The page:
BACK TO THE FERMI
Nvidia’s latest GeForce 384 series drivers have done something rather unexpected, offering GeForce 400 and 500 series (Fermi based) graphics cards a new lease on life by giving them DX12 support for the first time. It is thought that this is more to provide DX12_0 level compliance simply so they’re fully supported after the Windows 10 Creators Update more than anything else so these parts continue working. So don’t go expecting your five year old GPU to get a free speed boost. Just be happy it’s still supported.
NVIDIA NAVI-GATES THE FUTURE
With large monolithic processors getting harder and harder to manufacture, companies are starting to look towards multi-chip modules (MCMs) to break through the manufacturing R&D wall stalling the progress of chip makers trying to keep up with Moore’s law levels of performance gains every year.
The problem with single large monolithic chips is that just a single defect can ruin the whole chip, and the more die aerial space used per chip the bigger the chance there is of them occurring, reducing yields.
The benefits of MCM become quickly apparent as smaller dies mean higher yields during production (equals cheaper products) and being able to slap several chips together allows you to exceed die space restrictions of current single chip manufacturing, meaning more transistors to play with for the processor as a whole, increasing performance.
AMD has already started down the MCM path to try and offset this manufacturing risk in the form of its Ryzen CPU’s which uses its newly minted Infinity Fabric to provide the interconnects and data signalling required across the physically separated chips on the CPU module.
AMD has long had on its roadmaps (after Vega) a GPU architecture codenamed Navi with the main detail about it being that it brings multi GPU scalability. Only now does this make sense. Essentially, it’ll be multiple smaller GPU chips glued together on the same package using AMDs Infinity Fabric connecting them all together.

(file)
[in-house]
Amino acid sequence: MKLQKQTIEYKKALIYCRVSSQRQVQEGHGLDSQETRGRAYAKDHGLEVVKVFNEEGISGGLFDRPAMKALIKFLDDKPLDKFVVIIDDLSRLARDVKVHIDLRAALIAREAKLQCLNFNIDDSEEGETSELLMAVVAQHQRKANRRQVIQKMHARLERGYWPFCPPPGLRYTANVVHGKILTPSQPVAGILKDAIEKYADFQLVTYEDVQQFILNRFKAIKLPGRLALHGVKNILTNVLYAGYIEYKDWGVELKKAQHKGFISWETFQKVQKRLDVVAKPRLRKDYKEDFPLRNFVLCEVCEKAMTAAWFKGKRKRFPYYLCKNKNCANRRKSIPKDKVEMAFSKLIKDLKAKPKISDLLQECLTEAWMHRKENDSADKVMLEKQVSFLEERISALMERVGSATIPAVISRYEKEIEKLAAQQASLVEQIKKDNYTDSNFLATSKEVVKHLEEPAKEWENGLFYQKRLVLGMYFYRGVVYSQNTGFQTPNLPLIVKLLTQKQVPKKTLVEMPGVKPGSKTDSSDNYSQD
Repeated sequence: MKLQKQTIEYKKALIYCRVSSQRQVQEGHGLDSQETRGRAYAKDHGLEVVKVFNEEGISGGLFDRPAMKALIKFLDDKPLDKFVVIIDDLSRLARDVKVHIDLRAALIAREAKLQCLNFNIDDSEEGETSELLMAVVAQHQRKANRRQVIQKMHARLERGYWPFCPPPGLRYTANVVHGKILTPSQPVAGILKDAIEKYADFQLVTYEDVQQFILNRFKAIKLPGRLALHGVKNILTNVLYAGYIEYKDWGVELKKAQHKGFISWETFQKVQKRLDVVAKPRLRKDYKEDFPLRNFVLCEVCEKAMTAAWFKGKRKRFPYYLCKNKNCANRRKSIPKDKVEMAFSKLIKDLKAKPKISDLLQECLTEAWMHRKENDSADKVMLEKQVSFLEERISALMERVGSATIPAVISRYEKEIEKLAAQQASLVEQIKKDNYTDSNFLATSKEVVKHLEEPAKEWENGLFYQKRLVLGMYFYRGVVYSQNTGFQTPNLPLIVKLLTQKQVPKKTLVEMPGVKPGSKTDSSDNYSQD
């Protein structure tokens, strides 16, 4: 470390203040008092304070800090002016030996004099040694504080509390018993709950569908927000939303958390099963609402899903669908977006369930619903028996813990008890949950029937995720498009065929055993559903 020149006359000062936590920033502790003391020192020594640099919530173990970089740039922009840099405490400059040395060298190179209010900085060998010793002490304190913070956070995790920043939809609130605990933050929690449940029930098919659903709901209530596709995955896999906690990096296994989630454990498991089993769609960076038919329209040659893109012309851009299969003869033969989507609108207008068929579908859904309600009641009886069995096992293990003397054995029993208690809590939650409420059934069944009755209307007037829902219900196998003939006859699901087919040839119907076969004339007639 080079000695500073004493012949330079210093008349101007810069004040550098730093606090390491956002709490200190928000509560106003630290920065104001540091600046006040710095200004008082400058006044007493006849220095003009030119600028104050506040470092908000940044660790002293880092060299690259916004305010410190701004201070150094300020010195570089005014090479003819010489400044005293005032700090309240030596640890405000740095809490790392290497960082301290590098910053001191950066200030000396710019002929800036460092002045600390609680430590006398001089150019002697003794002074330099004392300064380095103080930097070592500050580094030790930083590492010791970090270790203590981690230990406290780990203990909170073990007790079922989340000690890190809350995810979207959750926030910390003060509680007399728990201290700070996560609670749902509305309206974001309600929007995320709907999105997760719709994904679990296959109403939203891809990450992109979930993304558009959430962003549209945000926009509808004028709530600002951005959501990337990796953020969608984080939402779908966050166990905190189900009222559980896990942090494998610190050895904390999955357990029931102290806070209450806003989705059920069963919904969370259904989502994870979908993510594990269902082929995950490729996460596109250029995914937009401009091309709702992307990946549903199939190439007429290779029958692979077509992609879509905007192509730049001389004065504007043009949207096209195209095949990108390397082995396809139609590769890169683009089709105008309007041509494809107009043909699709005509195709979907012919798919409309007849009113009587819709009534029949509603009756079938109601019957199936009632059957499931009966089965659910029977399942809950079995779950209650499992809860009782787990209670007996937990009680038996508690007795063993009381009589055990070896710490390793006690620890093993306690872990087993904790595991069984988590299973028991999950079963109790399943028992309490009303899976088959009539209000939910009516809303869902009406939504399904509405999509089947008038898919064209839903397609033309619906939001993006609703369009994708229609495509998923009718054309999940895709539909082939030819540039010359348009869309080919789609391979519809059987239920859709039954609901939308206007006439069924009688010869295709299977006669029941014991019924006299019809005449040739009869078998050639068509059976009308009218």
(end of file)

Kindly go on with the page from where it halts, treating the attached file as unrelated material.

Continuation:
Come to think of it, despite AMD’s Zen processors success and performance increase (over 40%! from last gen), I would say AMD’s Infinity Fabric is actually its greatest achievement from Ryzen’s development. It’ll be tying together CPU, APU and GPU MCM modules from AMD for many years to come. Without this strong interconnect foundation, none of which would be possible.
Well apparently Nvidia has started laying the groundwork for its own MCM interconnect. With the likes of its monolithic Tesla V100 coming in at a massive 812mm² (the limits of current single die manufacturing) Nvidia is desperate for more die space, and MCM is the only way forward.
In a whitepaper Nvidia discuss manufacturing easy to make small GPUs modules (GPMs) and integrating them together with high bandwidth power efficient signalling technologies (ah-la Infinity Fabric), offering a product that was 45% faster than the largest currently manufacturable single chip design and within 10% of a theoretical (currently unmanufacturable) monolithic design with the same transistor count. Interestingly it is also 26% faster than a multi GPU system (read SLI) with the same transistor counts.
Fun times ahead. It looks like graphics cards will forever change in the future with multiple GPUs integrated on the one card. It’ll redefine what it means to have a multi-GPU system.